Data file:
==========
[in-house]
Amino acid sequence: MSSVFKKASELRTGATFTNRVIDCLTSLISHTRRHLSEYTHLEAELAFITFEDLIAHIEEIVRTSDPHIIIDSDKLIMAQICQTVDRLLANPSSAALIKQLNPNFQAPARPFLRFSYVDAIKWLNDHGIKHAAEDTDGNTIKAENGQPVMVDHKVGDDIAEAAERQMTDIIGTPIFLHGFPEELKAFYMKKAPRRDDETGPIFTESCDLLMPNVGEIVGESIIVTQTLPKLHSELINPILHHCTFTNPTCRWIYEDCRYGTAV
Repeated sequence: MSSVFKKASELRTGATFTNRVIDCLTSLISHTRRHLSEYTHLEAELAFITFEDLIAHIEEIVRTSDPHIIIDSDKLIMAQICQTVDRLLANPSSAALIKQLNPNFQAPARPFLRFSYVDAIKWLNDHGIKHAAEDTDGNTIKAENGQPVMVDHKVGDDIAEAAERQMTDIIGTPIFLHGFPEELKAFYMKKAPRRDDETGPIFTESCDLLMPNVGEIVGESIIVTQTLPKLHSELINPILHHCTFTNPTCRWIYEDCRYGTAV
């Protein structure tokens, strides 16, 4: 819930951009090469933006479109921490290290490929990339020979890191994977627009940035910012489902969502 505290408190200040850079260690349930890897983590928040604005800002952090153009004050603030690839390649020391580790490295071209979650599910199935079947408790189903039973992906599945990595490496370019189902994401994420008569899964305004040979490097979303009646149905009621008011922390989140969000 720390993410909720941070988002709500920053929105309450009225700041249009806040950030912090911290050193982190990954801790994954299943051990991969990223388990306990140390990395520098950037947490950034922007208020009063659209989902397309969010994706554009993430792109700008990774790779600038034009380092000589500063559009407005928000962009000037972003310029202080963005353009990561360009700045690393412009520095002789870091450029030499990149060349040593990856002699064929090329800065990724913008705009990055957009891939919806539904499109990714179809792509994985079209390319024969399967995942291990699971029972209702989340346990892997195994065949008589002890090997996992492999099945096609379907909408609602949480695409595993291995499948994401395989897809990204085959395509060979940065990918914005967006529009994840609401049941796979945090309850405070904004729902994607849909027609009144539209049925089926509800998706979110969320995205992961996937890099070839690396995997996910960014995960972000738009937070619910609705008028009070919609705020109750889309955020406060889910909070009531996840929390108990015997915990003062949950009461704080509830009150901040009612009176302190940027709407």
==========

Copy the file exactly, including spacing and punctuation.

[in-house]
Amino acid sequence: MSSVFKKASELRTGATFTNRVIDCLTSLISHTRRHLSEYTHLEAELAFITFEDLIAHIEEIVRTSDPHIIIDSDKLIMAQICQTVDRLLANPSSAALIKQLNPNFQAPARPFLRFSYVDAIKWLNDHGIKHAAEDTDGNTIKAENGQPVMVDHKVGDDIAEAAERQMTDIIGTPIFLHGFPEELKAFYMKKAPRRDDETGPIFTESCDLLMPNVGEIVGESIIVTQTLPKLHSELINPILHHCTFTNPTCRWIYEDCRYGTAV
Repeated sequence: MSSVFKKASELRTGATFTNRVIDCLTSLISHTRRHLSEYTHLEAELAFITFEDLIAHIEEIVRTSDPHIIIDSDKLIMAQICQTVDRLLANPSSAALIKQLNPNFQAPARPFLRFSYVDAIKWLNDHGIKHAAEDTDGNTIKAENGQPVMVDHKVGDDIAEAAERQMTDIIGTPIFLHGFPEELKAFYMKKAPRRDDETGPIFTESCDLLMPNVGEIVGESIIVTQTLPKLHSELINPILHHCTFTNPTCRWIYEDCRYGTAV
């Protein structure tokens, strides 16, 4: 819930951009090469933006479109921490290290490929990339020979890191994977627009940035910012489902969502 505290408190200040850079260690349930890897983590928040604005800002952090153009004050603030690839390649020391580790490295071209979650599910199935079947408790189903039973992906599945990595490496370019189902994401994420008569899964305004040979490097979303009646149905009621008011922390989140969000 720390993410909720941070988002709500920053929105309450009225700041249009806040950030912090911290050193982190990954801790994954299943051990991969990223388990306990140390990395520098950037947490950034922007208020009063659209989902397309969010994706554009993430792109700008990774790779600038034009380092000589500063559009407005928000962009000037972003310029202080963005353009990561360009700045690393412009520095002789870091450029030499990149060349040593990856002699064929090329800065990724913008705009990055957009891939919806539904499109990714179809792509994985079209390319024969399967995942291990699971029972209702989340346990892997195994065949008589002890090997996992492999099945096609379907909408609602949480695409595993291995499948994401395989897809990204085959395509060979940065990918914005967006529009994840609401049941796979945090309850405070904004729902994607849909027609009144539209049925089926509800998706979110969320995205992961996937890099070839690396995997996910960014995960972000738009937070619910609705008028009070919609705020109750889309955020406060889910909070009531996840929390108990015997915990003062949950009461704080509830009150901040009612009176302190940027709407």